Named artistic director for Geordie Theatre
One of the first shows Mike Payette saw while still in elementary school was “A Promise is A Promise,” staged by Geordie Theatre.
He says in his mind back then, he saw the possibilities of theatre as an outlet to give voice to the creative urgings that he harboured.
A few years later, while on his journey to pursue his dream and perfect his skills as an actor, he was given his first opportunity as a professional actor playing Man Friday in a Geordie production of Robinson Crusoe.
Today, Payette and Geordie added another chapter in their long-standing relationship when he was named the company’s artistic director.
On the surface, it appears to be a daunting challenge for the young Montreal-based actor and director, following in the footsteps of two icons of theatre in Canada, Elsa Bolam and Dean Patrick Fleming, who were at the helm of Geordie for the past three and a half decades.
But Payette sees it more as an opportunity to broaden the scope of the mandate and the philosophy of the company. It was founded by Bolam 35 years ago and intended to offer live plays to young theatre-goers in elementary and high schools, not only across Montreal but in outlying isolated English-speaking and aboriginal communities across Quebec.
Bolam, who was the founding artistic director, resigned in 2006 after 25 years and was made a member of the Order of Canada for her contributions to theatre.
Out-going artistic director Flemming, who took over from Bolam, also earned acclaim for his work with the company over the past decade, including the Queen’s Jubilee Award.
In passing the mantle to Payette, Flemming, who gave him his first gig, was quoted as saying: “I met Mike when he was a teenager and I’ve watched him grow as an artist and as a person. He is thoughtful, caring, imaginative and courageous. He has a history with the company just as I did when Elsa asked me to become the Artistic Director, and so I know he understands the importance of this company in the landscape of this city and the country. I believe he will do much more than just take care it. I’m proud that the committee made Mike their choice to be the next leader of Geordie. And I’m incredibly excited to see the work he’ll create and the conversations he’ll start in the years to come.”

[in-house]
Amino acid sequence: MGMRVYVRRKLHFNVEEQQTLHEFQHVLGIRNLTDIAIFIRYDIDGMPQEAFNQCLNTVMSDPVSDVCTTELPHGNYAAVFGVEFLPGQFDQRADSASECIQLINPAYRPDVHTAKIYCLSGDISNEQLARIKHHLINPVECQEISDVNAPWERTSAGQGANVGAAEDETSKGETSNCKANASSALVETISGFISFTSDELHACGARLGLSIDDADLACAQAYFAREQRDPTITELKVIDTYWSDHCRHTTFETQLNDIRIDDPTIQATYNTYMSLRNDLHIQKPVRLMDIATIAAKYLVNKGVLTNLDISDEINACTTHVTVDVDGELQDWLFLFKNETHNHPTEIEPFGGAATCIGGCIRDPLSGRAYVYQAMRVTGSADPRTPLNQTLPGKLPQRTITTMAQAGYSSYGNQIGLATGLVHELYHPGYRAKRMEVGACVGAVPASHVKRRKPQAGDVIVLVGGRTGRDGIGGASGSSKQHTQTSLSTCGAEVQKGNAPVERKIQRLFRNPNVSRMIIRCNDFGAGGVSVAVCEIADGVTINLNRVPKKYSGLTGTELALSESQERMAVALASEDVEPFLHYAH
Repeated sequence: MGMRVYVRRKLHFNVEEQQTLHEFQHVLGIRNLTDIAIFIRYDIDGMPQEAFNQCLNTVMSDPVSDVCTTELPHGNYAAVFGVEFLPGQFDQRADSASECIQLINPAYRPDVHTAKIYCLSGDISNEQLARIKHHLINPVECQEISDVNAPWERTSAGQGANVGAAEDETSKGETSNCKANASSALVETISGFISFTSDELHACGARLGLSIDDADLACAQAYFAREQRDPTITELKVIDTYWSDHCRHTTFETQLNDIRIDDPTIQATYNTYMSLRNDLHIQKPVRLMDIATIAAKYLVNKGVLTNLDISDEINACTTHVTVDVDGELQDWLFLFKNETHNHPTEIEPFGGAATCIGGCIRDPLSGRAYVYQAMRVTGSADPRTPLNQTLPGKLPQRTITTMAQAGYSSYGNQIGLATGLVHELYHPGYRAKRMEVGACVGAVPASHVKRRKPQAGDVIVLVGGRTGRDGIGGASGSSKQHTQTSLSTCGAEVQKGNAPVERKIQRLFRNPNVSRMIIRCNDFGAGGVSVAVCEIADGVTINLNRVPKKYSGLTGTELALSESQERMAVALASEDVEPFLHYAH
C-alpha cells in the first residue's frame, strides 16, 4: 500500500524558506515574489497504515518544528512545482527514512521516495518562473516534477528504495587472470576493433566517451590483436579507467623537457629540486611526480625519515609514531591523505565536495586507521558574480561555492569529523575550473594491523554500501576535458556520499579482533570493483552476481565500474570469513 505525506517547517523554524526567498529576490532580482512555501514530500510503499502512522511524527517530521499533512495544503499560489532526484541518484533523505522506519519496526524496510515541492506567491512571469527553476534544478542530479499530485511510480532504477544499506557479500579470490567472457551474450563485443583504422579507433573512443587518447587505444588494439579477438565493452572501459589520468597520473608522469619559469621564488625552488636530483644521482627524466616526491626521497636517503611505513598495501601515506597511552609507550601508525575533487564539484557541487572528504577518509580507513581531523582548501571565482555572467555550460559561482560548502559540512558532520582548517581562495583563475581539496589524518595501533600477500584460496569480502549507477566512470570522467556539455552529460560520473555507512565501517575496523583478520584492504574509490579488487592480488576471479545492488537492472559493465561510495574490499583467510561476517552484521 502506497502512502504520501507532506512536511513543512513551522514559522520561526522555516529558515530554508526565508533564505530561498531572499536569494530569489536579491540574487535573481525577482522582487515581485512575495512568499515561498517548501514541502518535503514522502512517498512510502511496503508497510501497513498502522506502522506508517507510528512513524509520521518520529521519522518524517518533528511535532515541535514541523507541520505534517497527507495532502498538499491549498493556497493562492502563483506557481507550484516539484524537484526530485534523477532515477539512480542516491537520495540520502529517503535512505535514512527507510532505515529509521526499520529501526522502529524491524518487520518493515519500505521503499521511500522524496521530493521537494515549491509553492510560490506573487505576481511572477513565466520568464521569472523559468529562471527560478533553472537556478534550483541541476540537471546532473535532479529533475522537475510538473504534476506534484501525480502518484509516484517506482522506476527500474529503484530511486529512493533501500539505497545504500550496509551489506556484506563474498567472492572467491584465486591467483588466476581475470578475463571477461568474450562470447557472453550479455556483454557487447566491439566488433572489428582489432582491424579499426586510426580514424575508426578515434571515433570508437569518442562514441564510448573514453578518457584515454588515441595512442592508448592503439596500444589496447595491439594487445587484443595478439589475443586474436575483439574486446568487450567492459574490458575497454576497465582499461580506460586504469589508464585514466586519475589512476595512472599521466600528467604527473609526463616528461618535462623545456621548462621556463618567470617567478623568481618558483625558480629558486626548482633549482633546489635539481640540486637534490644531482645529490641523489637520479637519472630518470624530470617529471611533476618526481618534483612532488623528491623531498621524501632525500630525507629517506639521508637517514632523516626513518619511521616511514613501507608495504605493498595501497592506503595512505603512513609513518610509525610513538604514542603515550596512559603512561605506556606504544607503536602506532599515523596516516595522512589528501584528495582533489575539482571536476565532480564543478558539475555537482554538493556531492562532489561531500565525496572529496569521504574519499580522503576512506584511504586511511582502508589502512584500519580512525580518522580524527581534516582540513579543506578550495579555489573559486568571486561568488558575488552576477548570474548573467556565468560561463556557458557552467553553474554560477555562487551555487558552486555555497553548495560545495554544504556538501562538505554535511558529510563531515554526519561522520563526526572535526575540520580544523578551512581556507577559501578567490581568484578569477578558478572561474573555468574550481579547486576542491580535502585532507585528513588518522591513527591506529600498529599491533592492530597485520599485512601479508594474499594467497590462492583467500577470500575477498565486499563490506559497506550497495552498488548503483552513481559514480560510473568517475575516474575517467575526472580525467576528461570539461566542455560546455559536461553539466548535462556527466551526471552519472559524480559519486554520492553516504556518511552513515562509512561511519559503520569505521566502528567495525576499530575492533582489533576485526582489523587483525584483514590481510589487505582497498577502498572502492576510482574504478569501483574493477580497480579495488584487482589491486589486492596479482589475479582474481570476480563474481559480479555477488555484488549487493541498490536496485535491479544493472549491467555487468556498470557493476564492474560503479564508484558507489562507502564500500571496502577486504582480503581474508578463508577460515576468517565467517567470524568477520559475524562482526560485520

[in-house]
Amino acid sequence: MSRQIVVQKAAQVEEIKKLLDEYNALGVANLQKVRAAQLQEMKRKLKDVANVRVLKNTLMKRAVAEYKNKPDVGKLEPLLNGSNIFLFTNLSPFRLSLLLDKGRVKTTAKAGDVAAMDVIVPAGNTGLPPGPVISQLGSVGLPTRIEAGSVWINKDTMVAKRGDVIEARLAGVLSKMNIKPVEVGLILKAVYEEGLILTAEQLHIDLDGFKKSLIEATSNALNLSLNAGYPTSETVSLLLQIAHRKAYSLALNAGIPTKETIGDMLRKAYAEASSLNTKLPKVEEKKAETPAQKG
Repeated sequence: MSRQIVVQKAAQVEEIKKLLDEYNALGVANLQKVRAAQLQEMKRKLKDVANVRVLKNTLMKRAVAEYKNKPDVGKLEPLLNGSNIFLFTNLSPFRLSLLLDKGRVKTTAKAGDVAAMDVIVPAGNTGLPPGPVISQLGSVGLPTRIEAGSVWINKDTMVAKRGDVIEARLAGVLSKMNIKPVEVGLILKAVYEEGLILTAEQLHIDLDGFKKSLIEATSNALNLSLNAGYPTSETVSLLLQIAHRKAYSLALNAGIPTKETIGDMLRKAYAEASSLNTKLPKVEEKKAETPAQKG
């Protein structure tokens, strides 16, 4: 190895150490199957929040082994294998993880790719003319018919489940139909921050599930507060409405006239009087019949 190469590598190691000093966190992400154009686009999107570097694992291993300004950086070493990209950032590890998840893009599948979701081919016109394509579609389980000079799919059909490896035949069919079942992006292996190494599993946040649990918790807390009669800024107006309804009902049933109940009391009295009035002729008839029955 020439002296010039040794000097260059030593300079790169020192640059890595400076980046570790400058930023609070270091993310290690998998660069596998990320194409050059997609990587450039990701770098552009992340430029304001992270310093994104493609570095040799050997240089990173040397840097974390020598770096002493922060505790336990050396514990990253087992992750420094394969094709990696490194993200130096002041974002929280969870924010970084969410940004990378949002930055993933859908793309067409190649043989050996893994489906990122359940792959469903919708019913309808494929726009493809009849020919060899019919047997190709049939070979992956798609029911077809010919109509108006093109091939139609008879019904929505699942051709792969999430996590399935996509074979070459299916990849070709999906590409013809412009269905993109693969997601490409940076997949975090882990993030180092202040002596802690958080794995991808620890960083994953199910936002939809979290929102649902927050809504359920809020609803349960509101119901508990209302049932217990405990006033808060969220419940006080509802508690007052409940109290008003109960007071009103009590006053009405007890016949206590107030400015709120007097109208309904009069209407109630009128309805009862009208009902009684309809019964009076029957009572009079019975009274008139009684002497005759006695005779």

Coming after the two juggernauts of local theatre, Payette acknowledges that he has “big shoes to fill,” but says that while he is committed “to propelling the artistic vision that will keep the theatre going into the future” he is just as keen to ensure that it remains relevant and engaging at a time when audiences are drawn into different directions.
He also sees it as an opportunity to work towards making theatre more accessible to marginal groups, and says one of the best ways to do so is to invite them to see stories to which they can relate.
As an actor and director, Payette worked with many of the leading theatre companies in Montreal and across Canada, including Black Theatre Workshop, Imago, Repercussion Theatre, and Segal Centre, The Citadel, MTYP, The Grand, Factory Theatre, Neptune, and the National Arts Centre.
He is the co-founder and artistic director of Tableau D’Hôte Theatre and a founding member of Metachroma Theatre, and served as Artist-in-Residence for Neworld Theatre in Vancouver, and is Assistant Artistic Director for Black Theatre Workshop. (His roles vary from being the co-founder and artistic director of Tableau D’Hôte Theatre, a founding member of Metachroma Theatre, the Assistant Artistic Director for Black Theatre Workshop, as well as having served as Artist-in-Residence for Neworld Theatre in Vancouver.)
His directing credits include his position as assistant director of Djanet Sears’ Adventures of a Black Girl in Search of God, staged by Centaur, National Arts Centre and Black Theatre Workshop.
He won a META (Montreal English Theatre Award) for Outstanding Direction of Michel Tremblay’s Hosanna.
Payette takes over the mantle at Geordie in July.